CA flexes muscles, challenge farmers over water usage
By FENIT NIRAPPIL and SCOTT SMITH
FRESNO, Calif. – California water regulators flexed their muscles by ordering a group of farmers to stop pumping from a branch of the San Joaquin River amid an escalating battle over how much power the state has to protect waterways that are drying up in the drought.
The State Water Resources Control Board issued the cease and desist order Thursday against an irrigation district in California’s agriculture-rich Central Valley that it said had failed to obey a previous warning to stop pumping. Hefty fines could follow.
The action against the West Side Irrigation District in Tracy could be the first of many as farmers, cities and corporations dig in to protect water rights that were secured long before people began flooding the West and have remained all but immune from mandatory curtailments.
“I’ve made investments as a farmer based on the rule of law,” said David Phippen, an almond grower in the South San Joaquin Irrigation District. “Now, somebody’s changing the law that we depend on.”
Phippen said his grandfather paid a premium price in the 1930s for hundreds of acres because it came with nearly ironclad senior water rights.
Phippen said he takes those rights to the bank when he needs loans to replant almond orchards or install new irrigation lines. He fears that state officials are tampering with that time-tested system.
“In the water world, the pre-1914 rights were considered to be gold,” said Ed Casey, a water attorney who says the battle between the state water board and farmers “tests … the limitations on that piece of gold.”
Several irrigation districts have filed unresolved legal challenges to stop the curtailments demanded by the state.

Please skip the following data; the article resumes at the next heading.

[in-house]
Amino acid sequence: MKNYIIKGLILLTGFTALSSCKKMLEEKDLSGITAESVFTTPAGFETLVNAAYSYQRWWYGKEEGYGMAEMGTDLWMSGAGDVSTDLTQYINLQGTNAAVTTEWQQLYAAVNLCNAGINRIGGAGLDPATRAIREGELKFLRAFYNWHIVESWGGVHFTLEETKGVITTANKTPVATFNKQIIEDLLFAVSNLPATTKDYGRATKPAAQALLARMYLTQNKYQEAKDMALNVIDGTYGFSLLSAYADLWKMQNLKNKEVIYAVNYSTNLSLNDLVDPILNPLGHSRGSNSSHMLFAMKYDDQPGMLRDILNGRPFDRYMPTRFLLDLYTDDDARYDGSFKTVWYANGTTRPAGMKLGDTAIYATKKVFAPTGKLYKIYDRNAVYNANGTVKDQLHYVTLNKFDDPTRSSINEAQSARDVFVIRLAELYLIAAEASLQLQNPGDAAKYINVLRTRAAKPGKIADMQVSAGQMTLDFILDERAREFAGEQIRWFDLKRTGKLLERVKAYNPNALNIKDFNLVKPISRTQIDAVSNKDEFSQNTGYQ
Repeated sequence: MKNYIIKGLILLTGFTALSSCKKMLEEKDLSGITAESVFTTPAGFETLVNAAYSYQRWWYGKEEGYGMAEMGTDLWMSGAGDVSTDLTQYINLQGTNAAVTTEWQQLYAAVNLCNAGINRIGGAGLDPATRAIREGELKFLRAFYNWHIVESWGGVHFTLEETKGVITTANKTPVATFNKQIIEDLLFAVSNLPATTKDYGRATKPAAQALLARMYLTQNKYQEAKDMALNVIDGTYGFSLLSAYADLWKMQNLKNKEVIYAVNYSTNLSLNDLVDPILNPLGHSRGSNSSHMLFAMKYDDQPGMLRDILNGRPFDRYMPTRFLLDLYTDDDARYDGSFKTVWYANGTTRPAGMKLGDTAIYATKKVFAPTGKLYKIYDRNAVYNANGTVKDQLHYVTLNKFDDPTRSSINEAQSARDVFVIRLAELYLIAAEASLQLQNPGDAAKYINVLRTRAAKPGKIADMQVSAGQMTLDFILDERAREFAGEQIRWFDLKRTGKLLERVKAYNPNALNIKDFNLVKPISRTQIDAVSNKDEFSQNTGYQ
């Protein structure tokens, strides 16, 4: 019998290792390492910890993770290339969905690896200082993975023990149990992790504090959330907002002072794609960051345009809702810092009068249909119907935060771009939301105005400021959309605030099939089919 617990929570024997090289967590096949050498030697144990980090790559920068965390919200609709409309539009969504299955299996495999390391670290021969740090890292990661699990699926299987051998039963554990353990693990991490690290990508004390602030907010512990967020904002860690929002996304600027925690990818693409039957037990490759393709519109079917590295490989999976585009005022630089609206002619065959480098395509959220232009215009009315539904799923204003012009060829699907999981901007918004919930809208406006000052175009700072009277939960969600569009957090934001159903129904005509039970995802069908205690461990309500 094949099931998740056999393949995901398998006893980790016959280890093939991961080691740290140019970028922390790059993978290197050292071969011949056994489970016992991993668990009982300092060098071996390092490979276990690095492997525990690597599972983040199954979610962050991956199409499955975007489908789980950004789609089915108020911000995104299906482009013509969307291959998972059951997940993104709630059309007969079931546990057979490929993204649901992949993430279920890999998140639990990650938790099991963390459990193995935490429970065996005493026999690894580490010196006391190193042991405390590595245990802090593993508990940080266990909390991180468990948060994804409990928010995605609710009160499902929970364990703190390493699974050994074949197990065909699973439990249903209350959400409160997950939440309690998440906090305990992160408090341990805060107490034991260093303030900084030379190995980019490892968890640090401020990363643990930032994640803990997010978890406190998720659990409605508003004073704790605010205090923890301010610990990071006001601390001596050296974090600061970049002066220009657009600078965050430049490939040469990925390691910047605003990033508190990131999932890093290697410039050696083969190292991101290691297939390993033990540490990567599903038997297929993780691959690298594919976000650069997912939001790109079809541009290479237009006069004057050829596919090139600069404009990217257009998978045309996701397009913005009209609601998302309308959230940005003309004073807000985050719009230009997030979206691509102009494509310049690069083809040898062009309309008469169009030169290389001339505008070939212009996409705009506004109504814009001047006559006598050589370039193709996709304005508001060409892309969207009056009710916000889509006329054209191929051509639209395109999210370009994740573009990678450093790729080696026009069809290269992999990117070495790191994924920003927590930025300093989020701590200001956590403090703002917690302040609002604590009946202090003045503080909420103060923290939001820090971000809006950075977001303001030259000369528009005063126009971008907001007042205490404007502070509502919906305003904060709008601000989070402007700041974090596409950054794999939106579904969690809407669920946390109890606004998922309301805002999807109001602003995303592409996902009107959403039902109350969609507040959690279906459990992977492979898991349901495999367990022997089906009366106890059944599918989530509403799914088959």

Among them is the West Side Irrigation District, which claimed a victory in a ruling last week by a Sacramento judge who said the state’s initial order to stop pumping amounted to an unconstitutional violation of due process rights by not allowing hearings on the cuts.
Superior Court Judge Shelleyanne Chang also indicated, however, that the water board can advise water rights holders to curtail use and fine them if the agency determines use exceeded the limit.
West Side is a small district with junior water rights, but the ruling also has implications for larger districts with senior rights.
West Side’s attorney Steven Herum said the order issued Thursday was prompted after the judge sided with his client.
“It is clear that the cease-and-desist order is retaliatory,” Herum said. “It’s intended to punish the district.”
Water board attorney Andrew Tauriainen disputed that contention, saying the state’s investigation began months ago and was slowed by the district’s recent lawsuit.
“A reasonable person could look at West Side Irrigation’s lawsuit and infer that it was timed to thwart the enforcement action that West Side knew was coming,” Tauriainen said.
Even if the state prevails in its push for curtailments, it would face manpower and equipment challenges trying to ensure that farmers in far-flung rural areas don’t illegally divert water.
The state has just 23 inspectors who have performed 250 field visits since May, when the state started to send more than 9,000 letters informing farmers and large water users of low flowing rivers and streams, said Kathy Mrowka, the state’s water rights enforcement manager.
Meanwhile, courts must sort out whether the state has the power to tell farmers what they can do with water claimed before the government got involved in 1914.
Buzz Thompson, a water rights expert at Stanford Law School, expects California to prevail in the fight to pursue its unprecedented water cuts because courts have consistently expanded its authority.
“It’s only when you get into a really serious drought that you finally face the question,” he said.
California is an anomaly among Western states in the way it treats water rights. Thompson said other states use widespread meters and remote sensors to measure consumption or don’t provide special status to those with property next to natural waterways.
“In any other state, this wouldn’t be a question,” he said.
California rights holders are going to have to abide by more strict measurement requirements starting next year after fighting several attempts to overhaul the rules for decades, said Andy Sawyer, a longtime attorney at the water board.
“They long thought it’s nobody else’s business,” said Lester Snow, executive director of the California Water Foundation, which advocates for better measurement of water consumption to improve management.
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